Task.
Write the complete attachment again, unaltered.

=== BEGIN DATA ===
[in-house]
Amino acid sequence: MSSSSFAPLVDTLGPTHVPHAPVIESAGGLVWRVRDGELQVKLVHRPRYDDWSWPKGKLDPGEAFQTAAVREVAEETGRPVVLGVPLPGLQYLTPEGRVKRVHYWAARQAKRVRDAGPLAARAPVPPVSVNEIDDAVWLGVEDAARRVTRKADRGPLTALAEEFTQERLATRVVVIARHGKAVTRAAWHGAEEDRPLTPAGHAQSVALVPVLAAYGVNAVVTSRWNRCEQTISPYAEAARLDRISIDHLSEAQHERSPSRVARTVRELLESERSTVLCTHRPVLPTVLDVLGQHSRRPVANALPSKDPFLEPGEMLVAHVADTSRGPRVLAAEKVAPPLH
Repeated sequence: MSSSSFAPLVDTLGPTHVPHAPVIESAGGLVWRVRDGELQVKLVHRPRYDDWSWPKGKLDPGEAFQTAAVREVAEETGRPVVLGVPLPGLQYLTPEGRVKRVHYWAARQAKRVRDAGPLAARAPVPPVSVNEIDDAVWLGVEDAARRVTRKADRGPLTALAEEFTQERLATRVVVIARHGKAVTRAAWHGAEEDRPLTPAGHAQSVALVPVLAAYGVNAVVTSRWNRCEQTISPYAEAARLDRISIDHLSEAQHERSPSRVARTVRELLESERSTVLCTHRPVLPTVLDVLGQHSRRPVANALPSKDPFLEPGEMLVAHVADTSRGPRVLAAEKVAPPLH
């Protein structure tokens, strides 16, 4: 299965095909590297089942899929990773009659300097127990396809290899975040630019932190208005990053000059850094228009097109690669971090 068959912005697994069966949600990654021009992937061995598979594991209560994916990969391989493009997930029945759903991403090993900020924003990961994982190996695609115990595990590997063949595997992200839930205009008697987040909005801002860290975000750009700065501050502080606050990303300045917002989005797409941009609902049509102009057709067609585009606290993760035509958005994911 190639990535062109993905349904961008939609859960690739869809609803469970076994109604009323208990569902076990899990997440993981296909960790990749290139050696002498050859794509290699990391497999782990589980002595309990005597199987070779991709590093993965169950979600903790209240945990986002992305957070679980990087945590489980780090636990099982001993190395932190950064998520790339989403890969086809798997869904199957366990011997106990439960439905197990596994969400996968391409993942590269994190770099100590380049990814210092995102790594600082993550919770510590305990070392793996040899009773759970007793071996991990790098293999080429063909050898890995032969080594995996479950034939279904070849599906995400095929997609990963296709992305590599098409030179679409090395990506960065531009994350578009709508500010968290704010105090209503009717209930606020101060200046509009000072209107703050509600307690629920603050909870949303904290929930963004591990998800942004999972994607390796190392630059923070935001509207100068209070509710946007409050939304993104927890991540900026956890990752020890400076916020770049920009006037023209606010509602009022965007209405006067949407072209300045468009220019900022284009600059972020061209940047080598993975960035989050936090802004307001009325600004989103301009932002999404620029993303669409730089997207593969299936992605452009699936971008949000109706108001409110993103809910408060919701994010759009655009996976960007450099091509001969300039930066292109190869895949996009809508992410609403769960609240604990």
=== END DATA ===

[in-house]
Amino acid sequence: MSSSSFAPLVDTLGPTHVPHAPVIESAGGLVWRVRDGELQVKLVHRPRYDDWSWPKGKLDPGEAFQTAAVREVAEETGRPVVLGVPLPGLQYLTPEGRVKRVHYWAARQAKRVRDAGPLAARAPVPPVSVNEIDDAVWLGVEDAARRVTRKADRGPLTALAEEFTQERLATRVVVIARHGKAVTRAAWHGAEEDRPLTPAGHAQSVALVPVLAAYGVNAVVTSRWNRCEQTISPYAEAARLDRISIDHLSEAQHERSPSRVARTVRELLESERSTVLCTHRPVLPTVLDVLGQHSRRPVANALPSKDPFLEPGEMLVAHVADTSRGPRVLAAEKVAPPLH
Repeated sequence: MSSSSFAPLVDTLGPTHVPHAPVIESAGGLVWRVRDGELQVKLVHRPRYDDWSWPKGKLDPGEAFQTAAVREVAEETGRPVVLGVPLPGLQYLTPEGRVKRVHYWAARQAKRVRDAGPLAARAPVPPVSVNEIDDAVWLGVEDAARRVTRKADRGPLTALAEEFTQERLATRVVVIARHGKAVTRAAWHGAEEDRPLTPAGHAQSVALVPVLAAYGVNAVVTSRWNRCEQTISPYAEAARLDRISIDHLSEAQHERSPSRVARTVRELLESERSTVLCTHRPVLPTVLDVLGQHSRRPVANALPSKDPFLEPGEMLVAHVADTSRGPRVLAAEKVAPPLH
């Protein structure tokens, strides 16, 4: 299965095909590297089942899929990773009659300097127990396809290899975040630019932190208005990053000059850094228009097109690669971090 068959912005697994069966949600990654021009992937061995598979594991209560994916990969391989493009997930029945759903991403090993900020924003990961994982190996695609115990595990590997063949595997992200839930205009008697987040909005801002860290975000750009700065501050502080606050990303300045917002989005797409941009609902049509102009057709067609585009606290993760035509958005994911 190639990535062109993905349904961008939609859960690739869809609803469970076994109604009323208990569902076990899990997440993981296909960790990749290139050696002498050859794509290699990391497999782990589980002595309990005597199987070779991709590093993965169950979600903790209240945990986002992305957070679980990087945590489980780090636990099982001993190395932190950064998520790339989403890969086809798997869904199957366990011997106990439960439905197990596994969400996968391409993942590269994190770099100590380049990814210092995102790594600082993550919770510590305990070392793996040899009773759970007793071996991990790098293999080429063909050898890995032969080594995996479950034939279904070849599906995400095929997609990963296709992305590599098409030179679409090395990506960065531009994350578009709508500010968290704010105090209503009717209930606020101060200046509009000072209107703050509600307690629920603050909870949303904290929930963004591990998800942004999972994607390796190392630059923070935001509207100068209070509710946007409050939304993104927890991540900026956890990752020890400076916020770049920009006037023209606010509602009022965007209405006067949407072209300045468009220019900022284009600059972020061209940047080598993975960035989050936090802004307001009325600004989103301009932002999404620029993303669409730089997207593969299936992605452009699936971008949000109706108001409110993103809910408060919701994010759009655009996976960007450099091509001969300039930066292109190869895949996009809508992410609403769960609240604990």